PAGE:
• zic in reply to zic says:

        @glyph that’s a mighty fine comment, too.

        Perhaps I’m wrong, but it also strikes me as a common social norm in the midwest, too; a willingness to forgive, forget, and give another chance. But not too many.Report

  9. North says:

    Wow, that Reihan Salam article was something else.
    Salam admits that Iraq was probably an unmitigated disaster but then says he can imagine alternative histories where neoconservative answers might have offered better outcomes than what actually happened therefore neoconservatism is still valid.

    And that’s coming from Reihan Salam who’s a relatively bright and well spoken neoconservative no less. Neoconservatism is in even more dire straits than I thought.Report

    • Chris in reply to North says:

      Here’s the gist of his argument:

      The first is that American strength is the linchpin of a peaceful, economically integrating world; and the second is that we know what it looks like when America embraces amoral realpolitik, and it’s not pretty.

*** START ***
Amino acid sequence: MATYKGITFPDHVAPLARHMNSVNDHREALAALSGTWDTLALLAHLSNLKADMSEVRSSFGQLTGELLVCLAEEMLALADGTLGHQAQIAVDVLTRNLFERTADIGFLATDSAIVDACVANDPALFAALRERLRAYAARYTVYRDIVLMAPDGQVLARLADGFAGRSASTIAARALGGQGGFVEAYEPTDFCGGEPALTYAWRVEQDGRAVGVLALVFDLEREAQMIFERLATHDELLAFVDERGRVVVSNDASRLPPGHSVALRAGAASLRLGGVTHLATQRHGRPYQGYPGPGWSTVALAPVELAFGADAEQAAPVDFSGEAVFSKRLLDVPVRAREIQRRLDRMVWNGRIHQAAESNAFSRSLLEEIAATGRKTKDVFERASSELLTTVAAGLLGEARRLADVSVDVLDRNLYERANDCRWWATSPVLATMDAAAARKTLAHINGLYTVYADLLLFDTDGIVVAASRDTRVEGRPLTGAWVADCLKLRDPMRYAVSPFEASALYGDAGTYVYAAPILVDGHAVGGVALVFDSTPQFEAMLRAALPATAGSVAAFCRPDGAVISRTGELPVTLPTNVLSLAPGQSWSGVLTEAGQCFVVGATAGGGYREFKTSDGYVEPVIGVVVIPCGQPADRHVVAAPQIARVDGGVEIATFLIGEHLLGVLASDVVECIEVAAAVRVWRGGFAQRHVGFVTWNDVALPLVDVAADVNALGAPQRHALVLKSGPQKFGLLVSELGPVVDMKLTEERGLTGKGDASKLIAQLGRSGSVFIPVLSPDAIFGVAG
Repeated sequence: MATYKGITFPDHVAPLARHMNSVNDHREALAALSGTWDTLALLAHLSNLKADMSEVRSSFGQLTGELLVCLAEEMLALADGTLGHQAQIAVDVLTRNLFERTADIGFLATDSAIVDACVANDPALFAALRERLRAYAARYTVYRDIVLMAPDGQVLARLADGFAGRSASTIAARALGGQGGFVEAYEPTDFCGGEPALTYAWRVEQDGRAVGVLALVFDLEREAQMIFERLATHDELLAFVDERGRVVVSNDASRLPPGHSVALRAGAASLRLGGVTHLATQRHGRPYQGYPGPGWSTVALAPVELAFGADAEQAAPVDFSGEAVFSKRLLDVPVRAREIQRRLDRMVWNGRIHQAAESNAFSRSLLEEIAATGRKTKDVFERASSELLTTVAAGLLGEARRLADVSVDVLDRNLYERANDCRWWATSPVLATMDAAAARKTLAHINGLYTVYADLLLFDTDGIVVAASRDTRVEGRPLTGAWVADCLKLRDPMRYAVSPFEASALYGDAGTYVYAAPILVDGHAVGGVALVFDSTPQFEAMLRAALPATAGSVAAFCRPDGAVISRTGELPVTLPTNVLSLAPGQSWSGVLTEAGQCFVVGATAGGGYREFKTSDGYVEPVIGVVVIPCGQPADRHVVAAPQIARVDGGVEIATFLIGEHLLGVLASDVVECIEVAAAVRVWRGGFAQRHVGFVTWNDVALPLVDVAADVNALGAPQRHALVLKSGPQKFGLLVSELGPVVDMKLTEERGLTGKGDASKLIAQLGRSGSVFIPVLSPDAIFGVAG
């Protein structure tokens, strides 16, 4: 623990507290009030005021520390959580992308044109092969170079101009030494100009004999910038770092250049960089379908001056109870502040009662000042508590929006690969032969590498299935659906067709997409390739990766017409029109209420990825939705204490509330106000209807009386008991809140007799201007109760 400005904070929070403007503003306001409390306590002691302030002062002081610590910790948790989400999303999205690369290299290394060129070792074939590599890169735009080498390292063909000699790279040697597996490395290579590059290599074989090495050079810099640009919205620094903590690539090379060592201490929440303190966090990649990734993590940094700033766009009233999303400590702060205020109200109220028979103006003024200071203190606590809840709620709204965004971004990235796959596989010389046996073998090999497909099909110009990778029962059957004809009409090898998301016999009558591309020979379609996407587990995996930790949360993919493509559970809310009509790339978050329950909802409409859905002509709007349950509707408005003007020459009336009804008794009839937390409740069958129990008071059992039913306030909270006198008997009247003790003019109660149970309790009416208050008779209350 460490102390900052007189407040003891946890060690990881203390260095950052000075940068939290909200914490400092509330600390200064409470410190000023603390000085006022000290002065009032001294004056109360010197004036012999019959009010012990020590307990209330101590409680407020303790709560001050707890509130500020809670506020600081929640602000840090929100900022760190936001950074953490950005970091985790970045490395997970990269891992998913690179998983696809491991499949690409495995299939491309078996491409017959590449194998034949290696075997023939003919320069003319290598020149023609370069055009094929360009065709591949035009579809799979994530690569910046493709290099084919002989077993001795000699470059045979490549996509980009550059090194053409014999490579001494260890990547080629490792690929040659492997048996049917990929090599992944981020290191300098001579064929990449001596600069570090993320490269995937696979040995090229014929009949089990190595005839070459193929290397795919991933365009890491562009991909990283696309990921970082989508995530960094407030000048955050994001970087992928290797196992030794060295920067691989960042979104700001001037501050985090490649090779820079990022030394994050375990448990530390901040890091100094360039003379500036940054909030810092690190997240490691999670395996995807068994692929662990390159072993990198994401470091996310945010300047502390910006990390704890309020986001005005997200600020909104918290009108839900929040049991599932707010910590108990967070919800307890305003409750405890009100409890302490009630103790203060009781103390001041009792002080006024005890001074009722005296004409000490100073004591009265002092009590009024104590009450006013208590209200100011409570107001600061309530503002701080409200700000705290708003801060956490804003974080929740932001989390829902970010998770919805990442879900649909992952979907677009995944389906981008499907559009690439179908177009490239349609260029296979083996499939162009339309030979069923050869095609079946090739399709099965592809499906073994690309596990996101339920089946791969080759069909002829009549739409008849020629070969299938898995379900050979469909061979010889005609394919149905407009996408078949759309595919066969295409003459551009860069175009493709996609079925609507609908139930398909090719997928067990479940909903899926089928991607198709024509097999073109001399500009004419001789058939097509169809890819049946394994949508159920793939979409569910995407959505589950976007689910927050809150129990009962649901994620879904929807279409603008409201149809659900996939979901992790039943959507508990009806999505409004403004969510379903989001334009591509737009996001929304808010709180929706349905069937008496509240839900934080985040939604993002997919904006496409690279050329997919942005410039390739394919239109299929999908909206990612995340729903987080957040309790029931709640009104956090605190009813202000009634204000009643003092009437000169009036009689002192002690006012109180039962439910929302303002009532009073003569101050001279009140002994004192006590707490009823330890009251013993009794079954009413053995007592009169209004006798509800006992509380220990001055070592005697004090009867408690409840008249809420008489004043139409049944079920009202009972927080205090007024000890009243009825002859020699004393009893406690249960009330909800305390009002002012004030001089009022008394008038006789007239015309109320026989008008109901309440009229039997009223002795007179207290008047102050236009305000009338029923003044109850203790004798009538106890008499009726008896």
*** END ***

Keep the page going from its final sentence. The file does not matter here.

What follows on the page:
It’s not “I can imagine a world in which things didn’t go so bad,” it’s “First, ignore that they went so horribly bad; and second, the alternative is worse.”

      That the alternative is worse than Iraq and a bungled Afghanistan is something we’re meant to take on faith, I guess.Report

      • North in reply to Chris says:

        Hmm he says that previous events, like the Pakistan atrocities in Pakistan, would have gone better in his imagination if the US had intervened or threatened to intervene. As if, of course, there hadn’t been another power that might have taken notice if the US had gotten muscular on that subject. Sounds imaginary to me.Report

      • Chris in reply to Chris says:

        Yeah, I guess that’s his argument for “the alternative is worse.” “Look, if we ignore how things went in Iraq and Afghanistan, then we can imagine a world in which Pakistan would have gone much better than it did if we’d handled it the neocon way.”Report

    • Mike Schilling in reply to North says:

      A right-wing columnist
      That we’ve all seen on TV
      Wrote a piece that up and said
      “Just ignore reality.
      Screw the fishing consequences.
      Find an enemy!”